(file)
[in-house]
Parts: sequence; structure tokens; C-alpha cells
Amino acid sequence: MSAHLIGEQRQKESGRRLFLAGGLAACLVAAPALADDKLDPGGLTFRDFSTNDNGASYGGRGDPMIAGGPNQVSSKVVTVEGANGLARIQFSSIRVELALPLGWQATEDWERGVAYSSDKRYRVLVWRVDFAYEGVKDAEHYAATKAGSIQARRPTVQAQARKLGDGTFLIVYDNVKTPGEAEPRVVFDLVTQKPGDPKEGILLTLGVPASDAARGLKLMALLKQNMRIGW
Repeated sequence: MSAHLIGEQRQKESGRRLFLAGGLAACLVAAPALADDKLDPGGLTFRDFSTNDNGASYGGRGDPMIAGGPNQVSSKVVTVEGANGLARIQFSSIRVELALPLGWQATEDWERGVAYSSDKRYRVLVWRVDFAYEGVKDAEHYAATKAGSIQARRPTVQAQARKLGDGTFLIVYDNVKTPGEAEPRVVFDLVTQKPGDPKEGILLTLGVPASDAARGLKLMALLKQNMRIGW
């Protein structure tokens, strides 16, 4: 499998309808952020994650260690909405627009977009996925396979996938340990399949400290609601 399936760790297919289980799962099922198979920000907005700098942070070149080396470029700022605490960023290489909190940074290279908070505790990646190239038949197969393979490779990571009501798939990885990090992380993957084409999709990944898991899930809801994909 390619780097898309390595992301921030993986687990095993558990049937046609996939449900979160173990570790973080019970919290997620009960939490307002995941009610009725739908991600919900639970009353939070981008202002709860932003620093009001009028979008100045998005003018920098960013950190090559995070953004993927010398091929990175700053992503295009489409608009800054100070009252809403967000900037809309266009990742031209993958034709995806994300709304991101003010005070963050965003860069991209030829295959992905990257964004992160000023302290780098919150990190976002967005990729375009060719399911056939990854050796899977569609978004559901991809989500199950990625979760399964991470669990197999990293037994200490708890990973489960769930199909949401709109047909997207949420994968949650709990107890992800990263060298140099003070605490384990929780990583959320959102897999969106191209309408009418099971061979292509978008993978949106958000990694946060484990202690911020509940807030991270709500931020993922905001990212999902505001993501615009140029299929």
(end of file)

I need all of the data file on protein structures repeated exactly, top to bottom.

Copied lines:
[in-house]
Parts: sequence; structure tokens; C-alpha cells
Amino acid sequence: MSAHLIGEQRQKESGRRLFLAGGLAACLVAAPALADDKLDPGGLTFRDFSTNDNGASYGGRGDPMIAGGPNQVSSKVVTVEGANGLARIQFSSIRVELALPLGWQATEDWERGVAYSSDKRYRVLVWRVDFAYEGVKDAEHYAATKAGSIQARRPTVQAQARKLGDGTFLIVYDNVKTPGEAEPRVVFDLVTQKPGDPKEGILLTLGVPASDAARGLKLMALLKQNMRIGW
Repeated sequence: MSAHLIGEQRQKESGRRLFLAGGLAACLVAAPALADDKLDPGGLTFRDFSTNDNGASYGGRGDPMIAGGPNQVSSKVVTVEGANGLARIQFSSIRVELALPLGWQATEDWERGVAYSSDKRYRVLVWRVDFAYEGVKDAEHYAATKAGSIQARRPTVQAQARKLGDGTFLIVYDNVKTPGEAEPRVVFDLVTQKPGDPKEGILLTLGVPASDAARGLKLMALLKQNMRIGW
């Protein structure tokens, strides 16, 4: 499998309808952020994650260690909405627009977009996925396979996938340990399949400290609601 399936760790297919289980799962099922198979920000907005700098942070070149080396470029700022605490960023290489909190940074290279908070505790990646190239038949197969393979490779990571009501798939990885990090992380993957084409999709990944898991899930809801994909 390619780097898309390595992301921030993986687990095993558990049937046609996939449900979160173990570790973080019970919290997620009960939490307002995941009610009725739908991600919900639970009353939070981008202002709860932003620093009001009028979008100045998005003018920098960013950190090559995070953004993927010398091929990175700053992503295009489409608009800054100070009252809403967000900037809309266009990742031209993958034709995806994300709304991101003010005070963050965003860069991209030829295959992905990257964004992160000023302290780098919150990190976002967005990729375009060719399911056939990854050796899977569609978004559901991809989500199950990625979760399964991470669990197999990293037994200490708890990973489960769930199909949401709109047909997207949420994968949650709990107890992800990263060298140099003070605490384990929780990583959320959102897999969106191209309408009418099971061979292509978008993978949106958000990694946060484990202690911020509940807030991270709500931020993922905001990212999902505001993501615009140029299929």